Apple will transform iTunes into a wireless service for the new iPhone, or create a wireless offshoot of iTunes within the year, Pike & Fischer predicts in a report that analyzes the U.S. mobile broadband market.
The business and legal publisher says Apple will have to take such a step to remain competitive, as consumers will increasingly demand the ability to download music and video clips over the air.
“Consumer expectations will advance to the point where they will eschew reliance on a PC and cable to get content onto their iPhones and other portable devices,” said Senior Analyst Tim Deal, the lead author on the report. “Apple will therefore be forced to offer over-the-air downloads to remain competitive.”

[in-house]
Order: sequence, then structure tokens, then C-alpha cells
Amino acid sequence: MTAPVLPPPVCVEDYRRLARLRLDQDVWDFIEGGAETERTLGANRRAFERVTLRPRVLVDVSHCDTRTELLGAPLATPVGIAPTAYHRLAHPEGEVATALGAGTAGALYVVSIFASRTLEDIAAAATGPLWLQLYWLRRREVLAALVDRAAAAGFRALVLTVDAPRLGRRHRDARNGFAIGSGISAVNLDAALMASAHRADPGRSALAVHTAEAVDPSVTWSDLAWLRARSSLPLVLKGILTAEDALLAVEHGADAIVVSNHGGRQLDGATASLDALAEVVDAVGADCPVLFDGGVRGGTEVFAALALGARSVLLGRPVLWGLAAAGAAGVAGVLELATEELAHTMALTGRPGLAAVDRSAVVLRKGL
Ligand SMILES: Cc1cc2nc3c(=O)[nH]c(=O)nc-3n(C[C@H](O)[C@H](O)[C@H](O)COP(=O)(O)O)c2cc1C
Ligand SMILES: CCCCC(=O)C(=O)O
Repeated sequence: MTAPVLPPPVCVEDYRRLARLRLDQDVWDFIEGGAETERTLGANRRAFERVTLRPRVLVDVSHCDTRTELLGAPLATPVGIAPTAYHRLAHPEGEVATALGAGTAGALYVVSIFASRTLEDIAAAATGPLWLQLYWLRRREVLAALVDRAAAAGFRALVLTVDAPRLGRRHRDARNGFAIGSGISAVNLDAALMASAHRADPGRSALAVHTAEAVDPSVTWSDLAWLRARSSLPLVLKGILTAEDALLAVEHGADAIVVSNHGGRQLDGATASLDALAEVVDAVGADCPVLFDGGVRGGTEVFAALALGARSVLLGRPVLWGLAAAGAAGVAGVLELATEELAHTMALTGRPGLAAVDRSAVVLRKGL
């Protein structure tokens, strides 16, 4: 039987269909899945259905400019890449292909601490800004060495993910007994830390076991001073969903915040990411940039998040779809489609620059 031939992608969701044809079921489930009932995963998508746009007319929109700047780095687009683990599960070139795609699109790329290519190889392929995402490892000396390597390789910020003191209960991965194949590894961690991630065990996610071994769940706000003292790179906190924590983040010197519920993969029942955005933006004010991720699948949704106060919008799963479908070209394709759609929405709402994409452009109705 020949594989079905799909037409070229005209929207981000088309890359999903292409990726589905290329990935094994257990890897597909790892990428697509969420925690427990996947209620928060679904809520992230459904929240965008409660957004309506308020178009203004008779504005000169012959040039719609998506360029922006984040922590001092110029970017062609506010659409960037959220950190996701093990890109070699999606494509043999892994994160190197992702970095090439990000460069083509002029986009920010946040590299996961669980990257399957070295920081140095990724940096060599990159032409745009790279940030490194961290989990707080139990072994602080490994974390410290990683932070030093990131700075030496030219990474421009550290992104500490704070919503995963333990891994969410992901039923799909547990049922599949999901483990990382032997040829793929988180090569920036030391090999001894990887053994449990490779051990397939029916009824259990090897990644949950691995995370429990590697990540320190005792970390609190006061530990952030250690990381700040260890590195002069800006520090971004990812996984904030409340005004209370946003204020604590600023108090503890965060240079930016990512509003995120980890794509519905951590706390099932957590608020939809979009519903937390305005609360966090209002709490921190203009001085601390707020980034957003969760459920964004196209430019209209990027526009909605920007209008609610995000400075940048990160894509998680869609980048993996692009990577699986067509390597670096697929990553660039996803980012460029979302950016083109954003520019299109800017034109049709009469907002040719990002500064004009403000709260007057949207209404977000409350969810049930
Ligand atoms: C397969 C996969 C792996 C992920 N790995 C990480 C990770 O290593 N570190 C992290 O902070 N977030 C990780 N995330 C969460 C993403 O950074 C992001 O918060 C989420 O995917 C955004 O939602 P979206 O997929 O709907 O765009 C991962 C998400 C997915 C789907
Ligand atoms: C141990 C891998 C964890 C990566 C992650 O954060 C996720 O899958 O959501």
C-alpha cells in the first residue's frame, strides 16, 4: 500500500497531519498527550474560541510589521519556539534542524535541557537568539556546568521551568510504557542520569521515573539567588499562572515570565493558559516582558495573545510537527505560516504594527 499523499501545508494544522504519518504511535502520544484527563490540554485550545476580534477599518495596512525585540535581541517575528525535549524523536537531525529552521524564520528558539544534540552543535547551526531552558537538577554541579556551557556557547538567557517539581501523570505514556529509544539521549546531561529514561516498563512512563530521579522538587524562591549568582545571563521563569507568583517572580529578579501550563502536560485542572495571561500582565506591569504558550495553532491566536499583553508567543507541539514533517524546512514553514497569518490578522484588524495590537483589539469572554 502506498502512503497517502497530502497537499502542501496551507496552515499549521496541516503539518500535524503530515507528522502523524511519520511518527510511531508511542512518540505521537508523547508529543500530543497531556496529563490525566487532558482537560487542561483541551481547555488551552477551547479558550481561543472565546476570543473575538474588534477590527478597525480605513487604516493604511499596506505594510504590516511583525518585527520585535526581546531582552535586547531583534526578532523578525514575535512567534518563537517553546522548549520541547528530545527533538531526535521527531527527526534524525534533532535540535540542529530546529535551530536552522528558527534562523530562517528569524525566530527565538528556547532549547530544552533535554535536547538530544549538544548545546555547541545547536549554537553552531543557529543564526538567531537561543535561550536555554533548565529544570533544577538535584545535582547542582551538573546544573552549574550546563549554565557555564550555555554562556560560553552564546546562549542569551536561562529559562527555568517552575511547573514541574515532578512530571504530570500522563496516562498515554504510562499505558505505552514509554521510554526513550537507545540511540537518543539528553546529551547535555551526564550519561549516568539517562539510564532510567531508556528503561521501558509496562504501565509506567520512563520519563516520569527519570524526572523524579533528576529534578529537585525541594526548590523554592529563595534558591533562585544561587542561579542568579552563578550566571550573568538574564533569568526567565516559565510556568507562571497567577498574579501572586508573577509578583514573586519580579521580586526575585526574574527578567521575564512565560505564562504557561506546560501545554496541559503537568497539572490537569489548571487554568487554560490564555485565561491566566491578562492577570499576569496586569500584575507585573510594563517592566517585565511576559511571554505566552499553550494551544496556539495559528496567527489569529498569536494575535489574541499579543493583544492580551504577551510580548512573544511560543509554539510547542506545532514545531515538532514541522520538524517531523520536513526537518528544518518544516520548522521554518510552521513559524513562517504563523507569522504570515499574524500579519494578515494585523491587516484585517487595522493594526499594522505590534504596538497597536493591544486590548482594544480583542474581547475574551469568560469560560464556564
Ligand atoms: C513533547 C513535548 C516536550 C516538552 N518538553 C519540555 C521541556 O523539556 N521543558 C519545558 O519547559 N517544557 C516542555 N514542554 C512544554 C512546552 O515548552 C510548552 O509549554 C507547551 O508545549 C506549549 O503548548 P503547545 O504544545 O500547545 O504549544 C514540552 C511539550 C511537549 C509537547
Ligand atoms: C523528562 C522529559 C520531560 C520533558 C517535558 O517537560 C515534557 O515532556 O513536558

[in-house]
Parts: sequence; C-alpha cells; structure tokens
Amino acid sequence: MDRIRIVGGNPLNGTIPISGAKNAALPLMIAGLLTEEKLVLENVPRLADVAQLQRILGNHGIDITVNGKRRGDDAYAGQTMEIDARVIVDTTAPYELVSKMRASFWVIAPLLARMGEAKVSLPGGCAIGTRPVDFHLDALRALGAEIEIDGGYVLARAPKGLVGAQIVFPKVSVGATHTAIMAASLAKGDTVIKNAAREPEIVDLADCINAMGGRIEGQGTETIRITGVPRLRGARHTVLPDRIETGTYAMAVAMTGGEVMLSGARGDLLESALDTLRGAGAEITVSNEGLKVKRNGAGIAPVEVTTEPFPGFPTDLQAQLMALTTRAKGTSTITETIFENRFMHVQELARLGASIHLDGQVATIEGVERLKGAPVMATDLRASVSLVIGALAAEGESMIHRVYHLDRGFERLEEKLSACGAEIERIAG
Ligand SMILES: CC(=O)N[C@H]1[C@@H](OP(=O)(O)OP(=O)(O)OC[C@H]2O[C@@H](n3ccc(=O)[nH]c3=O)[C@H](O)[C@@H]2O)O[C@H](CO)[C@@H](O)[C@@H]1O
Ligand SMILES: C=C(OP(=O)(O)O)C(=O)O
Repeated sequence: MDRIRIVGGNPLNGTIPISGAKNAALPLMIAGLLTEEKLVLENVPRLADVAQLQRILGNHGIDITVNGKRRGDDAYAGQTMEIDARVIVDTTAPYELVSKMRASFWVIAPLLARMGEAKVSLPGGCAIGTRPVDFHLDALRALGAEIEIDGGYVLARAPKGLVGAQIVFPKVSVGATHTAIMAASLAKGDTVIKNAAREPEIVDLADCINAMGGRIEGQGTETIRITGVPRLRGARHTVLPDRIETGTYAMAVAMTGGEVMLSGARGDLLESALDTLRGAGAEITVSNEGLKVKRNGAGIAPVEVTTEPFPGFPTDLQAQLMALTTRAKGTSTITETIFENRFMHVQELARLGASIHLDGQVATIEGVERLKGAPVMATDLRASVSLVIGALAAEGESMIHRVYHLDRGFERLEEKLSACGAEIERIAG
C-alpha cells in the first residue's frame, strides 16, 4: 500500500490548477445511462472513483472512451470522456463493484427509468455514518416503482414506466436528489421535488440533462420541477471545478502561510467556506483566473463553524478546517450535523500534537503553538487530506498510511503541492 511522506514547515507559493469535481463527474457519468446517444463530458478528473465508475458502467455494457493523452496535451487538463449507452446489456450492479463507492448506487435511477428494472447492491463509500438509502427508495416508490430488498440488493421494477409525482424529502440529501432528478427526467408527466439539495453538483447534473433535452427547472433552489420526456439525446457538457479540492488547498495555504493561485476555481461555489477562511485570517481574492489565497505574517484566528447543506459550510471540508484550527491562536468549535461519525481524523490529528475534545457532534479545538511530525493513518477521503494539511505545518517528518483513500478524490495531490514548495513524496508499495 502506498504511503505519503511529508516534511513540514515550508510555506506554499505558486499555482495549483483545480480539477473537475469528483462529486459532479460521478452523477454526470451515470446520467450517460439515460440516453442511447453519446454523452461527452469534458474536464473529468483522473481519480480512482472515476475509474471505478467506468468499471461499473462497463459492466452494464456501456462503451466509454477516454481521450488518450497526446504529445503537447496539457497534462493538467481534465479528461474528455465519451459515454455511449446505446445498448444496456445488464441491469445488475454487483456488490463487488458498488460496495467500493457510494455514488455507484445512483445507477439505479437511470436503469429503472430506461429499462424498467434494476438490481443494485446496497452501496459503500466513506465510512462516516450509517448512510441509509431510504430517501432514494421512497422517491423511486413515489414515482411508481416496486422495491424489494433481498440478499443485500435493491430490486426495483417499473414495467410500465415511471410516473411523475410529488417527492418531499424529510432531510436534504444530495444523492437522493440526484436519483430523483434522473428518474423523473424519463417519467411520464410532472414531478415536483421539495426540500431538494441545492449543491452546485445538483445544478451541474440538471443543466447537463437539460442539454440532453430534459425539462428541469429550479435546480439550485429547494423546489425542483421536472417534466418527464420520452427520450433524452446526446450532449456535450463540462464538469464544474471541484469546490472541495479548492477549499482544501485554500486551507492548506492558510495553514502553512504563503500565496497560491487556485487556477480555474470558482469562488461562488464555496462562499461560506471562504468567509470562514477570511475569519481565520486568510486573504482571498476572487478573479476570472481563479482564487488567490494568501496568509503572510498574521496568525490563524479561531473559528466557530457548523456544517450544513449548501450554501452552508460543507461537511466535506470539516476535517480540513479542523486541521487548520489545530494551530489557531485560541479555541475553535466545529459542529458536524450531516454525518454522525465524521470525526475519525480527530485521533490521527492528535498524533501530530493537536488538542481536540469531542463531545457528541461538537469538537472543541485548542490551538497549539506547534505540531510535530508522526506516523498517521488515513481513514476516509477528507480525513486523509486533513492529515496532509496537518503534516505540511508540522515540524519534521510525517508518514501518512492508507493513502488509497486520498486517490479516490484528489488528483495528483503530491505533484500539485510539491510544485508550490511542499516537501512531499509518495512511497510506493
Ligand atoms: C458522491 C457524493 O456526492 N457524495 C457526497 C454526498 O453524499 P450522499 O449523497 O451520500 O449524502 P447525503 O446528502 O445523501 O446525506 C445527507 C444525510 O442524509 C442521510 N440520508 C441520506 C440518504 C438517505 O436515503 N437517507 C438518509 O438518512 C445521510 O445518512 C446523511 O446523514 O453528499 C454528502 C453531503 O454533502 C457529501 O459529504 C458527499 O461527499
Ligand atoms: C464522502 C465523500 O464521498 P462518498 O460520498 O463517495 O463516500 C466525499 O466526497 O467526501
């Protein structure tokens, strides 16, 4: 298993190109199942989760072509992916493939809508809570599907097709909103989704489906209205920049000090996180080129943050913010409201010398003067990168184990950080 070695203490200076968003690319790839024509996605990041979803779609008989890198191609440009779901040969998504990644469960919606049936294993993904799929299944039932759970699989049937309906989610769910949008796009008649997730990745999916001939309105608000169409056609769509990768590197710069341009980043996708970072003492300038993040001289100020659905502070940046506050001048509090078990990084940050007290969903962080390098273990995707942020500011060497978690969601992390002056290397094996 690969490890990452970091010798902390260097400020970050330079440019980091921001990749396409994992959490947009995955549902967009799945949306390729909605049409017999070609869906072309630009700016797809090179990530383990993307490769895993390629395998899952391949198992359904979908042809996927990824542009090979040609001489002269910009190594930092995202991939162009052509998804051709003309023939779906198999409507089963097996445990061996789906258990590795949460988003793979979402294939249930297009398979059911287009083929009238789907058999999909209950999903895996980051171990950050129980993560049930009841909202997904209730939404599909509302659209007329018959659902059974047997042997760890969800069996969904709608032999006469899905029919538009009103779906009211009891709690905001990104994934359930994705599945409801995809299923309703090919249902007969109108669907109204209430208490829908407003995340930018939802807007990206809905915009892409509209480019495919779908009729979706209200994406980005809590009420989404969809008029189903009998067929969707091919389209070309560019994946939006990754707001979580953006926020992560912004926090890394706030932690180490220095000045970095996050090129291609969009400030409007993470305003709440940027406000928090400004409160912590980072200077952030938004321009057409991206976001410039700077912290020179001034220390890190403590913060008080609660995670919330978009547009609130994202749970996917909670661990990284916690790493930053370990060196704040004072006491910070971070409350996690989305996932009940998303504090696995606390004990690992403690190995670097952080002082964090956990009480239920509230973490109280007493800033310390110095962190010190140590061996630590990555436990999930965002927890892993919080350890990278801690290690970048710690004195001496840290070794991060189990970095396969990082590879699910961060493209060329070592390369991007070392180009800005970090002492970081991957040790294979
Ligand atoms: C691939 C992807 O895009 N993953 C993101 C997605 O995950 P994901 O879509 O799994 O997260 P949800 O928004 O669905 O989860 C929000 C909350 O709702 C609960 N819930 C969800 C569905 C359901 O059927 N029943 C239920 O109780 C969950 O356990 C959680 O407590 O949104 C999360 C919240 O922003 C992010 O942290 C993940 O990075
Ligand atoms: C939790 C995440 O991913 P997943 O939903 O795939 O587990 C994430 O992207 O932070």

AT&T, the distributor of the iPhone, launched its own music download service for its wireless customers, but it does not work with the Apple device, which hit the market June 29. AT&T rivals Verizon Wireless and Sprint Nextel also offer music downloads for their customers.
The report also predicts that Apple will have to revisit its pricing strategy for the iPhone, which can run up to $600, after it has been on the market for a few months and demand starts to fluctuate. Additionally, Verizon Wireless is likely to launch an iPhone alternative, in collaboration with a handset manager such as Samsung, in time for the 2007 holiday season.